Growth of Nationalism in Germany 1815-1850

Growth of Nationalism in
Germany 1815-1850
Economic Factors
• In 1815, Prussia gained coal and iron resources and
access to the River Rhine.
• To encourage trade Prussia formed a customs union in
1818 that by the 1830s was called the Zollverein.
• The Zollverein was a prototype of a ‘united Germany’
under Prussian control that excluded Austria –
• The Zollverein also helped Nationalism to spread.
• The new railway network, centred in Prussia, also helped
to bring German states together.
• William Carr has called the Zollverein “The mighty lever
of German unification.”
Social Factors
• The growth of the population, industrialisation and
urbanisation, created a large, discontented urban
working class
• Appalling working and living conditions led to social
unrest and demands for political reform.
• Improvements in transport made people more aware of
the wider world.
• The development of industry led to the growth of a
wealthy middle class. They had economic power but no
politcal power. They pressed for political reform and saw
unification as the only way forward.
Political Factors
• In 1815 Metternich became worried about the growth of
Liberal and Nationalist student societies.
• In 1819 Carlsbad Decrees banned student societies and
censored newspapers. The following year the power of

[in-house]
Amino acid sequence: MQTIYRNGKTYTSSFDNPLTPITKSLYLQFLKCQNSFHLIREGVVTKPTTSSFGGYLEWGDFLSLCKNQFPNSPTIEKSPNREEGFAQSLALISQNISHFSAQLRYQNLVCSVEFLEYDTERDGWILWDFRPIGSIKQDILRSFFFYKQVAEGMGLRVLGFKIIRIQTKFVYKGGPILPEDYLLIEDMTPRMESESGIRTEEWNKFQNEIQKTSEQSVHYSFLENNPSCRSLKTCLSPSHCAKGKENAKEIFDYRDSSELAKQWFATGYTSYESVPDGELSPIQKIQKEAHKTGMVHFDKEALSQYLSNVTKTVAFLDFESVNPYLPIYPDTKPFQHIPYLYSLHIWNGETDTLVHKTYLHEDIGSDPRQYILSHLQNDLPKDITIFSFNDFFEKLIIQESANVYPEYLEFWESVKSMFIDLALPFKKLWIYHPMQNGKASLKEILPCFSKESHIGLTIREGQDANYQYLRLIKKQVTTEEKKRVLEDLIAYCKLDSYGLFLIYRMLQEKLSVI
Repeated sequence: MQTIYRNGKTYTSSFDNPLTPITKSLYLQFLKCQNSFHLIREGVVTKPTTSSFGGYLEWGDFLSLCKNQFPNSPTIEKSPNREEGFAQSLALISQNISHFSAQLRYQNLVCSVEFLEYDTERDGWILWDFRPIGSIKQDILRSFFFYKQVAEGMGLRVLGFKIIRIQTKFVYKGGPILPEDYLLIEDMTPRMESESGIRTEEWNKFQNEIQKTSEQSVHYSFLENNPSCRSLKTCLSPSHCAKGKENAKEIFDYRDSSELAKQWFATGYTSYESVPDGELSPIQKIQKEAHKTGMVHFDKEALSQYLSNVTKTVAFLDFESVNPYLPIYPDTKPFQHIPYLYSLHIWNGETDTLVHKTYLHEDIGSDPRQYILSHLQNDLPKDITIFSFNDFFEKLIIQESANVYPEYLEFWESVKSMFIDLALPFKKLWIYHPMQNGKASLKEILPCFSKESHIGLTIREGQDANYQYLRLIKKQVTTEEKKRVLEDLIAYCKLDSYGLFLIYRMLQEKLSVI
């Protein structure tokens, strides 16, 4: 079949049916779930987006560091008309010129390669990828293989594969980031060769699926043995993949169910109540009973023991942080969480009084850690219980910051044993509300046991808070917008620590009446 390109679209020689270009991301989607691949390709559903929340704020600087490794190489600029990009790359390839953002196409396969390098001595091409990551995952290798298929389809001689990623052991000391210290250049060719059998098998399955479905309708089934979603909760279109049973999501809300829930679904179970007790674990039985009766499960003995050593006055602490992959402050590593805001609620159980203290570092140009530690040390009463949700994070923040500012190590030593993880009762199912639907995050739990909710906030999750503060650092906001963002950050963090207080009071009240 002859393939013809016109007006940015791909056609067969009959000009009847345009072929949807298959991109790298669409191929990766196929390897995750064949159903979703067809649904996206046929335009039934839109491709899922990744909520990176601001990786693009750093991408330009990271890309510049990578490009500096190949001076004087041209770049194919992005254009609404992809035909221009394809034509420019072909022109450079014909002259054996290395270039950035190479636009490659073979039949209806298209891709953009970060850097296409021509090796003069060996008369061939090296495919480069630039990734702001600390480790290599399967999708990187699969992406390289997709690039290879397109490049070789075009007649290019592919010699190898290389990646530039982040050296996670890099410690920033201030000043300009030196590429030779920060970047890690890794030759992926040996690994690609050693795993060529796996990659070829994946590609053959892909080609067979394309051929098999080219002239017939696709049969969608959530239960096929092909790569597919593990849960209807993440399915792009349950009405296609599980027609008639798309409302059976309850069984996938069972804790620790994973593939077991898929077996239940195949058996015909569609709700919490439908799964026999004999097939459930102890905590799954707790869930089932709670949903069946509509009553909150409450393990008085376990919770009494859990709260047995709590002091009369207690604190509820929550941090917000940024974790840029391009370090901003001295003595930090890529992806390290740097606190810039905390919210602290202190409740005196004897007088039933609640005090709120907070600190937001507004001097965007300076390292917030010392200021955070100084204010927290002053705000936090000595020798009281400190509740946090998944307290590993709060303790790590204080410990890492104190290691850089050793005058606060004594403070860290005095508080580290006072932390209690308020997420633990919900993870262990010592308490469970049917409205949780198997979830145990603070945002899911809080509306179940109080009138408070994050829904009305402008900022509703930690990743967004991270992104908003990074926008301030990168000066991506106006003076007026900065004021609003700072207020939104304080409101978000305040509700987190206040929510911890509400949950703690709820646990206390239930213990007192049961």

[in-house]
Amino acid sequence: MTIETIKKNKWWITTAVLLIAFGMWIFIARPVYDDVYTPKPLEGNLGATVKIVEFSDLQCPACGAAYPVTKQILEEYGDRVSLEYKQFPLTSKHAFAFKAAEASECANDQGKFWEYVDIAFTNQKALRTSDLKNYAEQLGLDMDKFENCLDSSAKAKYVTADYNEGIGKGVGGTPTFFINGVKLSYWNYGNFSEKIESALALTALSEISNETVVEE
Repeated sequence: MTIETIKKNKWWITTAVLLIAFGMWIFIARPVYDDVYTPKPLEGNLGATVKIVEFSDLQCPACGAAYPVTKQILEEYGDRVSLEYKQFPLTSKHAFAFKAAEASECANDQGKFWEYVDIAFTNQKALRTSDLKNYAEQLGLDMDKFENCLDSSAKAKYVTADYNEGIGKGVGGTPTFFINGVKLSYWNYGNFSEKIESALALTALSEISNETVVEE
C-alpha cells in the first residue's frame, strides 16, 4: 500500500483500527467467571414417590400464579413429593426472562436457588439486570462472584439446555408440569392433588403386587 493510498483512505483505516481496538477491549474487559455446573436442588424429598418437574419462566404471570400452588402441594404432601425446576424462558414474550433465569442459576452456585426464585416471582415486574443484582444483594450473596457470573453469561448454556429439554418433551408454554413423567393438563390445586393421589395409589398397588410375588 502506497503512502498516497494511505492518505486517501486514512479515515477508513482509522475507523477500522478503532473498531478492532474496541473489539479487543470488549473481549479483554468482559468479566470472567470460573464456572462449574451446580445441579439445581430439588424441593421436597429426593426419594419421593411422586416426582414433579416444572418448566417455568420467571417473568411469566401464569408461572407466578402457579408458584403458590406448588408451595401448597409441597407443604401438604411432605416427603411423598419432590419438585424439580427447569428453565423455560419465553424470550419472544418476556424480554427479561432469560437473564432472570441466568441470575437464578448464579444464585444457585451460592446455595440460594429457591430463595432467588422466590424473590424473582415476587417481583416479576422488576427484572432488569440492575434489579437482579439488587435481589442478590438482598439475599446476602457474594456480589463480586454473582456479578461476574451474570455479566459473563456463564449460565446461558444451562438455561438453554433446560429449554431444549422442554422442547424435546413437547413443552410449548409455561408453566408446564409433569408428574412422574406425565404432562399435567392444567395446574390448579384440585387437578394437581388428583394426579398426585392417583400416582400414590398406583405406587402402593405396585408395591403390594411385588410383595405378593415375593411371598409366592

the Diet was increased so that soldiers could be ordered
to stop the spread of new ideas in any of the German
• Revolutions of 1848 were the first attempt to challenge
Austria’s political power in Germany. A new German
parliament was started in Frankfurt but it failed.
• In 1850 the humiliation of Olmutz seemed to crush
Prussia’s political ambitions and restore Austrian power.
Cultural Factors
• Fichte described ‘Germany’ as the fatherland where all
people spoke the same language and sang the same
• German poets and authors, such as the Grimm brothers,
and composers such as Beethoven, encouraged feelings
of national pride in the German states.
• However Golo Mann wrote that most Germans ‘seldom
looked up from the plough’. He doubted the influence of
artists most Germans knew nothing about.
• In 1830 anti-French feelings promoted ‘the watch on the
Rhine’ and nationalist festivals such as Hambach (1832)
also encouraged nationalist feelings.